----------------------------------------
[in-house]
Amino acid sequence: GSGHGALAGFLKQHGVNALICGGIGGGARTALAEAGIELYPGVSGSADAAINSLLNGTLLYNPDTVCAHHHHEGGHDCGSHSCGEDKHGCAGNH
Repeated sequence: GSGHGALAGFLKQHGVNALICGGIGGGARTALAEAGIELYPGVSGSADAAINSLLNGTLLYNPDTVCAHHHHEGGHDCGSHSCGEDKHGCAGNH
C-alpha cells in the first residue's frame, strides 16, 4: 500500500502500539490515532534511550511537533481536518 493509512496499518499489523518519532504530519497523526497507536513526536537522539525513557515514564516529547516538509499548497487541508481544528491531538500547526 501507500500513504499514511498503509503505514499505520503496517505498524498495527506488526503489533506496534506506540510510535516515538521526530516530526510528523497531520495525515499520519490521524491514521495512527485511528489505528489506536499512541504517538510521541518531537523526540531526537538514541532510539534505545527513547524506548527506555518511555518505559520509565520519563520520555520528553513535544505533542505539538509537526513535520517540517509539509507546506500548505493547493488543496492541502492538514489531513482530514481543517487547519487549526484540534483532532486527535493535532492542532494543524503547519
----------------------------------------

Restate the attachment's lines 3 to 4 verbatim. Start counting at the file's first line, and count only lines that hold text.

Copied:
Repeated sequence: GSGHGALAGFLKQHGVNALICGGIGGGARTALAEAGIELYPGVSGSADAAINSLLNGTLLYNPDTVCAHHHHEGGHDCGSHSCGEDKHGCAGNH
C-alpha cells in the first residue's frame, strides 16, 4: 500500500502500539490515532534511550511537533481536518 493509512496499518499489523518519532504530519497523526497507536513526536537522539525513557515514564516529547516538509499548497487541508481544528491531538500547526 501507500500513504499514511498503509503505514499505520503496517505498524498495527506488526503489533506496534506506540510510535516515538521526530516530526510528523497531520495525515499520519490521524491514521495512527485511528489505528489506536499512541504517538510521541518531537523526540531526537538514541532510539534505545527513547524506548527506555518511555518505559520509565520519563520520555520528553513535544505533542505539538509537526513535520517540517509539509507546506500548505493547493488543496492541502492538514489531513482530514481543517487547519487549526484540534483532532486527535493535532492542532494543524503547519